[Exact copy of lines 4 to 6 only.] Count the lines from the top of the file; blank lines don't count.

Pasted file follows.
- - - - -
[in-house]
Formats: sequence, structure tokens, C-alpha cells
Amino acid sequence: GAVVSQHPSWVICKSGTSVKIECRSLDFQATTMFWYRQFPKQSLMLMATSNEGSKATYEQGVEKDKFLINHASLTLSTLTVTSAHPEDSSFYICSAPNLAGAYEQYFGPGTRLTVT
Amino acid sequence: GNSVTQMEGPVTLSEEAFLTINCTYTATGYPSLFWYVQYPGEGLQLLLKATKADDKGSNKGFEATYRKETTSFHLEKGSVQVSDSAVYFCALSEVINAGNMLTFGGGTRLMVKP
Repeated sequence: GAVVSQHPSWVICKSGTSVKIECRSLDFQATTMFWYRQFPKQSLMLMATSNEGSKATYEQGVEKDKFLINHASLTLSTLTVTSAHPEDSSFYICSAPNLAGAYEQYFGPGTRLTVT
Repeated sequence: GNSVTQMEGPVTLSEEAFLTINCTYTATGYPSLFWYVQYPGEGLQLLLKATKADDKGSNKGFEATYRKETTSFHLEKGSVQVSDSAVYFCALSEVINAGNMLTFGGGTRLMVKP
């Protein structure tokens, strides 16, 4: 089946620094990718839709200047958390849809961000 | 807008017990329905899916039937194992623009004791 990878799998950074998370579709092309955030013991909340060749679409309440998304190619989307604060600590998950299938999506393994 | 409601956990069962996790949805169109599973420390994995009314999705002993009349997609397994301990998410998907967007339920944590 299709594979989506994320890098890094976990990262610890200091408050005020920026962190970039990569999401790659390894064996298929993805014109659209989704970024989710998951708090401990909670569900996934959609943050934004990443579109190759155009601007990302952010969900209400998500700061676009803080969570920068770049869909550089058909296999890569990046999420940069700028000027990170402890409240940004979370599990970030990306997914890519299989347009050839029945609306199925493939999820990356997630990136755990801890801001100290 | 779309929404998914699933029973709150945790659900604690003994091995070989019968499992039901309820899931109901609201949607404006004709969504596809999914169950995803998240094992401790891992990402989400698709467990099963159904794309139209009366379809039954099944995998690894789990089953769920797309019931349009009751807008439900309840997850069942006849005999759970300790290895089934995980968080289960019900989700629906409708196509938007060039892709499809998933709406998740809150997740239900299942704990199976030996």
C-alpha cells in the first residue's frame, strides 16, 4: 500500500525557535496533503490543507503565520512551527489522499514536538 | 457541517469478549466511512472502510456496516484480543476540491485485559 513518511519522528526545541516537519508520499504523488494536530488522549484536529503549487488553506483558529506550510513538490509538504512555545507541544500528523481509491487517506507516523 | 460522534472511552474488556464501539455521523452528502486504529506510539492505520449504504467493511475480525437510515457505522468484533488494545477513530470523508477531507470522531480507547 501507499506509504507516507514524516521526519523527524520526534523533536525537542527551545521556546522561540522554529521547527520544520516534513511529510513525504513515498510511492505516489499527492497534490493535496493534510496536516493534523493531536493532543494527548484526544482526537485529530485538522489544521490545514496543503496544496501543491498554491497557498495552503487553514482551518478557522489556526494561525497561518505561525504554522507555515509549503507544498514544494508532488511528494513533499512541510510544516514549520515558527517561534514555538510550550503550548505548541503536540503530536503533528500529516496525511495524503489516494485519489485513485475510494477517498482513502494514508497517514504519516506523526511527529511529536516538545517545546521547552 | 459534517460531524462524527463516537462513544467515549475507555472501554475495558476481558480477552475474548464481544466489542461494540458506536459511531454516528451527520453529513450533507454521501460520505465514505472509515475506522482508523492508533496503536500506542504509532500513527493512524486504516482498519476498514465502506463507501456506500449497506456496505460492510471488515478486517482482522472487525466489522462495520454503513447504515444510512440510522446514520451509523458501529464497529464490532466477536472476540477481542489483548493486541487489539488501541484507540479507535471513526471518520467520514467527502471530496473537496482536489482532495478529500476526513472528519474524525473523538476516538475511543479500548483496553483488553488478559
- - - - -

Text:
Amino acid sequence: GNSVTQMEGPVTLSEEAFLTINCTYTATGYPSLFWYVQYPGEGLQLLLKATKADDKGSNKGFEATYRKETTSFHLEKGSVQVSDSAVYFCALSEVINAGNMLTFGGGTRLMVKP
Repeated sequence: GAVVSQHPSWVICKSGTSVKIECRSLDFQATTMFWYRQFPKQSLMLMATSNEGSKATYEQGVEKDKFLINHASLTLSTLTVTSAHPEDSSFYICSAPNLAGAYEQYFGPGTRLTVT
Repeated sequence: GNSVTQMEGPVTLSEEAFLTINCTYTATGYPSLFWYVQYPGEGLQLLLKATKADDKGSNKGFEATYRKETTSFHLEKGSVQVSDSAVYFCALSEVINAGNMLTFGGGTRLMVKP